occur for the three refrigerants at approximately the same evaporator heat transfer area allocation, x4;opt ﬃ 0:55, as seen in Fig. 16a and c. However, maximum COP occurs at x4;opt ﬃ 0:4 for the three refrigerants, which is slightly shifted from the actual optimal area allocation for minimum pull-down time, as it was physically explained in the previous paragraph. Next, the design issue to be addressed concerns the possibility of distinct global heat transfer coefficients in the evaporator and condenser. For that, simulations were conducted with the model for the system operating with refrigerant R1234yf and the results are shown in Fig. 17. The variation of the evaporator to condenser global heat transfer coefficient ratio (s = 0.67, 1, and 2) is addressed in Fig. 17a showing the system performance through the pulldown time, COP, second law efficiency and dimensionless evaporator heat transfer rate with respect to the evaporator heat transfer area fraction, x4 . There are optimal values x4;opt for minimum ~t pd , e 4 . However, the optima locations and maximum COP, g , and Q II

vary with respect to the evaporator to condenser global heat transfer coefficient ratio, s. This issue is further investigated in Fig. 17b, in which only the optimal evaporator area fractions, x4;opt , and the obtained extrema are shown. The lower the values of s, the higher x4;opt will be, since the evaporator global heat transfer coefficient is smaller than the condenser one. Conversely, as s increases above unity, the U 4 > U 7 , therefore less area allocation is required by the evaporator for maximum performance, which is characterized by ~tpd;min and gII;max . Note that, as s decreases, more area is allocated to the evaporator to compensate for low global heat transfer coefficient, and the condenser rejects heat accordingly even with smaller area than the evaporator, due to high global heat transfer

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s = 0.67 s=1 s=2

8

0.2

τ1,set = 0.97; R1234yf

~ t pd

(2)

0.15

η II

6

~

0.1 η II , Q 4

~ , t pd COP 4

(3) 0.05

COP

2

~ Q4

0 0

0.2

0.4

0.6

0.8

0

(4)

1

(5)

1

x4

(a) 4

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0.9 0.8 0.7

x 4,opt

0.6

~ t pd,min 3

0.5

~ t pd,min

x 4,opt

0.4

plant, and therefore minimum pull-down time and maximum second law efficiency, no matter how complicated the actual design may be; Since this optimization principle is general, the model could be used as a preliminary project tool, to locate x4;opt for any set of system design parameters that are different from Table 4, for maximum second law efficiency, and therefore optimal operation; It was shown that x4;opt is robust with respect to the variation of the type of refrigerant. This is an important finding for the purpose of scalability, and designing systems using different refrigerants; Changes in the optima location, x4;opt , are observed when the ratio of heat exchangers global heat transfer coefficients departs from 1. Therefore, an accurate assessment of the heat exchangers global heat transfer coefficients is mandatory for finding the appropriate optimal design, and The minimum pull-down time, and maximum second law efficiencies found with respect to the optimized system area allocation are sharp, stressing their importance for practical design, and therefore must be identified accurately in the quest for achieving VCR systems higher net efficiencies, and size reduction in order to make these systems more compact for applications in systems with high heat generating components, and less energy consuming to make them more commercially competitive.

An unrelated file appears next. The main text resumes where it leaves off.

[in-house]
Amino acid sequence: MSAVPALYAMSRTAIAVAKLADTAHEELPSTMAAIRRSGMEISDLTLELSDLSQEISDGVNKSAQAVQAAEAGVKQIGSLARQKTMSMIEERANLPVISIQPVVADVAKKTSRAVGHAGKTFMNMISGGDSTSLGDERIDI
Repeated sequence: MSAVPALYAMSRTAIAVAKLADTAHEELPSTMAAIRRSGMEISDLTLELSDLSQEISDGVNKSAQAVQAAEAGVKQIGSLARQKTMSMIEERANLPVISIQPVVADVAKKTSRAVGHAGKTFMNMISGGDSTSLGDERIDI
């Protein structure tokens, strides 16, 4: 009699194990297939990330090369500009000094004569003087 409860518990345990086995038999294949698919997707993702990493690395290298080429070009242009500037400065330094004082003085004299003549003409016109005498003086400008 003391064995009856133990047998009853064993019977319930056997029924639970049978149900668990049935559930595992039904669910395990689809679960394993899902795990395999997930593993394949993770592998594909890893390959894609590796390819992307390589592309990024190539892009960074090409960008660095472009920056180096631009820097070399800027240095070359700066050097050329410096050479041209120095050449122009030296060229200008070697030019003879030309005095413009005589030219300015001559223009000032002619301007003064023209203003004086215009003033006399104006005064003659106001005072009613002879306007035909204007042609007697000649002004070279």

0.3 0.2

η II, max

0.1 η II,max

Acknowledgements

0

2 0.5

1

1.5

2

s

(b) Fig. 17. The effect of the variation of evaporator to condenser global heat transfer rate ratio, s, on the minimization of the VCR system pull-down time, and maximization of second law efficiency, COP and dimensionless refrigeration rate with respect to evaporator area fraction, x4 , with R1234yf (a), and the obtained minimum pull-down time, and maximum second law efficiency as functions of s.

coefficient, therefore ~t pd;min drops and gII;max increases. On the other hand, as s increases, the evaporator global heat transfer increases, less area is allocated to the evaporator, but still keeping a large portion of the total system constrained area, and when s > 1 the condenser does not reject heat as effectively due to insufficient heat transfer area and low global heat transfer coefficient, therefore ~t pd;min increases and gII;max drops. 4. Conclusions The basic thermodynamics problem of how to obtain maximum exergy output rate from a VCR plant through optimal heat exchangers’ area allocation has been considered. A dynamic VCR system mathematical model was developed to obtain the system response in time and to calculate the system second law efficiency, as functions of operating and design parameters. Appropriate dimensionless groups were identified and the generalized results reported in dimensionless charts. Based on the results of Figs. 8–17, obtained for three different refrigerants, R12, R134a and R1234yf, the main conclusions of this study are summarized as follows: (1) There exists a fundamental optimal system heat exchangers area allocation, x4;opt , that characterizes the system such that maximum exergy output rate is obtained in the refrigeration